On listening to Connor Desai‘s new single ‘Some Time Ago’, we were instantly captivated by the unflinching honesty and palpable vulnerability that this singer-songwriter instills into every word and note. That’s certainly a benefit of presenting acoustic music to your audience, it unshackles your emotions from layers of production that so easily dissociate the listeners from your intentions as a songwriter.
There’s no mistaking the meaning here. Inspired by the timeless songwriting styles of Joni Mitchell and Tracy Chapman, Desai unravels her own troubled relationship with female sexuality and what all of that means in the complicated world we live in.
Here, the Seattle-based artist takes a deeper dive:
“Historically, struggles for equality involve a war. Gender equality is strange in this way – here we are sharing beds, maybe raising a couple kids, and there’s this deeply problematic undercurrent that we have no frame of reference for solving. In public we marched, empathized with each other during #metoo and targeted a handful of high profile predators with #timesup. But how much progress did we make? Where are we with equal pay and representation? Parental leave? Reproductive rights? The level of compartmentalization reminds me of how the public rituals of girlhood often wander into the private anguish of womanhood. M.A.S.H. bleeds into E.P.T. That’s the story I want to tell.”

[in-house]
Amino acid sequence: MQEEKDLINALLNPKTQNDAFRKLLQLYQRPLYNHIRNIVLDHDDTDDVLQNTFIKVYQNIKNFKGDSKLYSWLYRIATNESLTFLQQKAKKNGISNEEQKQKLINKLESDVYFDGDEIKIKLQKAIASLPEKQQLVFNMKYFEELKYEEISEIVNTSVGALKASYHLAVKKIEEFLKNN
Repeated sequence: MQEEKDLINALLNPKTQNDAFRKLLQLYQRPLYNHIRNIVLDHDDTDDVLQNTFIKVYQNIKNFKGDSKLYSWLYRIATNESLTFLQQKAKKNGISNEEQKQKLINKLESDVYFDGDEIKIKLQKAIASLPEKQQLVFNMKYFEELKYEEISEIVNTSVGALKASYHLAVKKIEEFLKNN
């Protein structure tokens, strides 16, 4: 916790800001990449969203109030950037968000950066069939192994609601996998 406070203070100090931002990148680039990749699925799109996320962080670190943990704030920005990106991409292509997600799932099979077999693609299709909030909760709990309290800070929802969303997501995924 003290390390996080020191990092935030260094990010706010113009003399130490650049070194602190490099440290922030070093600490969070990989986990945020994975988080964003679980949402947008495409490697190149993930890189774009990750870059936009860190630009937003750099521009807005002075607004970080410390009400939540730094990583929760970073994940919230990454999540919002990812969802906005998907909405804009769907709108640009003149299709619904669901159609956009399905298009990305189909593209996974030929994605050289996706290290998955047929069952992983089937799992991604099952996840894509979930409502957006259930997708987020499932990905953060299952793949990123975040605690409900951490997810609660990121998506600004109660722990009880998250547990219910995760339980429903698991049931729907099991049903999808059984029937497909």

The lyrics of ‘Some Time Ago’ could easily be read as in insightful poem, full of some many thought-provoking lyrics, but one that we’ve hand picked is, “It seems that throughout time our progress dies upon this line.” This represents so much about the fight for gender equality, with the emphasis being on fight, and you can almost hear the fatigue in Desai‘s hushed tones. All of this is accentuated by that natural qualities of acoustic guitar, piano and church organ throughout, which leave their resonance hanging in the air long after the song has finished.
You can also listen to ‘Some Time Ago’ in our Folk This Way playlist.
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